Next week, George Osborne will announce the result of
the triennial Comprehensive Spending Review (CSR). CSRs are the big brother to
Departmental Spending Reviews, where ministries consider their goals over the
short- and middle-term and match slices of the funding pie to policies which –
they hope – will be instruments to achieve desired outcomes.
In financial terms, DSRs aren’t truly zero-sum. Although
interest groups within any particular ministry will lobby for their pet
projects, there is always a little give around the whole pie. In the MoD, for instance, the media hype up tensions between the Army, Navy
and Air Force, but when the chips are down the whole lot can demand cash off
In contrast, the pie can’t really grow for the CSR. The
Treasury has no bigger hand to feed it, as it raises money direct from us, the
tax payer, and from the bond market. Neither is particularly forgiving when Mr
Osborne asks for more moolah, especially during a recession.
The Chancellor will this year sit in a Star Chamber to hear
Secretaries of State make their pitches for cash. To an extent he is balancing
apples with pears and bananas, aircraft carriers with housing benefit and
bobbies on the beat. The quid pro quo
for bearing the risk and getting the blend wrong, is that One Horse Guards can
set departmental public sector agreements (PSAs) – targets to you and me.
PSAs sound superficially attractive, and it is no surprise
then that they were introduced by Gordon Brown in CSR 1998. We all use targets
in our personal and professional lives – earn more, lose a stone in weight, run
a marathon – and it makes sense to set a yardstick by which financial efficacy
can be measured. An initial problem is that PSAs are widely-scoped and without
any formal mechanism for sanction. Departments are obliged to translate them
into their own metrics, and report these back to the Treasury and No 10.
One of the PSAs for the Department of Health, “Promote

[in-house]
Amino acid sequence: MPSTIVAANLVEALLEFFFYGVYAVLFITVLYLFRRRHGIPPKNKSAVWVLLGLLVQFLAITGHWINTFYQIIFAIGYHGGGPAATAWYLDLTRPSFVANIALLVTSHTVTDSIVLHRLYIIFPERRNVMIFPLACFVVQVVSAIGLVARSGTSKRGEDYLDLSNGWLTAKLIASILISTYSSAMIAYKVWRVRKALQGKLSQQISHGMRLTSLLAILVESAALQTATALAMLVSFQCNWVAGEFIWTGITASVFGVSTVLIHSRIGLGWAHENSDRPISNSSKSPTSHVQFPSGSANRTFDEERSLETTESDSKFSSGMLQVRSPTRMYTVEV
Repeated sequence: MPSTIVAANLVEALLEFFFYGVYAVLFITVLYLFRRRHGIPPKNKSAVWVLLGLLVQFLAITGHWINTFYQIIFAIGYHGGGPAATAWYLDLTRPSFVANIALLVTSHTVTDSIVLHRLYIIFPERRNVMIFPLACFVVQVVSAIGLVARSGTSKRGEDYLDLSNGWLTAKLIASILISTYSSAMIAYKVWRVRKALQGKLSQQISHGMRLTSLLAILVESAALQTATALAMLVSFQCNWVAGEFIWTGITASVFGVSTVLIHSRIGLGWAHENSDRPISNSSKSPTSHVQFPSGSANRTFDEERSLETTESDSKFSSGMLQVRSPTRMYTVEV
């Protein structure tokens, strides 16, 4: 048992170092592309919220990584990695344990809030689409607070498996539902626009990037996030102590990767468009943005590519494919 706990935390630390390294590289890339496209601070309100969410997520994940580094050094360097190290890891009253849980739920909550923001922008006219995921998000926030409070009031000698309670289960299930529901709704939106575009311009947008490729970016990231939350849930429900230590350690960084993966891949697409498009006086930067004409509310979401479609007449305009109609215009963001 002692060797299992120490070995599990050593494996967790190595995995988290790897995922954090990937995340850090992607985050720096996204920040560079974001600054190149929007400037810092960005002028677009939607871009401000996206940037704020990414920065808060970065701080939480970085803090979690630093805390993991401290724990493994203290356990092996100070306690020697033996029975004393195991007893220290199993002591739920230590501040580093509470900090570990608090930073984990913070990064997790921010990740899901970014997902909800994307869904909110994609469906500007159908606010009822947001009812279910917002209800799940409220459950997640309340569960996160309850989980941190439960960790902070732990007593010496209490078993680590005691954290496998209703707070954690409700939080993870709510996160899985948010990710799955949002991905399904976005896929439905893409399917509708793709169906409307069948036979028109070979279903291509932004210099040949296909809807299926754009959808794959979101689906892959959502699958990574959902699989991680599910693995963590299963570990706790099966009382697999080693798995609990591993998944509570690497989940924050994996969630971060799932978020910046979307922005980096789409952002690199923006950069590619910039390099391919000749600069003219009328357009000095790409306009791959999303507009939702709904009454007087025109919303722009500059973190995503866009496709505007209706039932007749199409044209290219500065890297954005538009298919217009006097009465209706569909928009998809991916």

better health and wellbeing for call”, is so bland and vacuous to be otiose.
But it spawned the infamous A&E target: initially 97% then 98% of patients
had to be seen within four hours. It was at first welcomed by medics as a way
of compelling hospitals to improve and ratchet up standards, but rapidly led to
skewed clinical decisions. Lots of ‘easy’ patients were seen speedily,
ambulances queued before disgorging the injured, and the
quite-sick-but-not-critical patients (often elderly) put on trolleys and parked
in corridors or medical assessment units.
The Conservative response in 2010 was to reduce to 95% the
number of patients to be seen within the golden time-frame, ostensibly giving
leeway to the clinical judgment of medics but triggering the recent rabid
headlines, “NHS misses A&E waiting time target, worst in nine years”, when
a particularly long winter caused more illness and only 94.1% of attendees were
seen within time.
The truth is bean counters are in no position to set targets
which depend on judgment, as practical policy delivery becomes skewed to
produce perverse and unintended effects. The Mid-Staffs hospital disaster was
caused in part when nurses and doctors ceased to be virtuous, autonomous
professionals and become box-ticking functionaries, with managers obsessed by
Whitehall dictat rather than seeing the bigger picture. The trend following the
Francis Review will inexorably be to turn targets with no or merely financial
penalties into ones attracting harsher sanction for their breach.
Rather, what ought to be happening is a
reduction in PSAs and micro-managed targets. Sure, political parties set out
objectives in their manifestos and it is right these become guiding principles.
But to fit more output into fewer civil servants and improve the ‘British
disease’ of low productivity, a renewed emphasis on trusting professionals
would be welcome.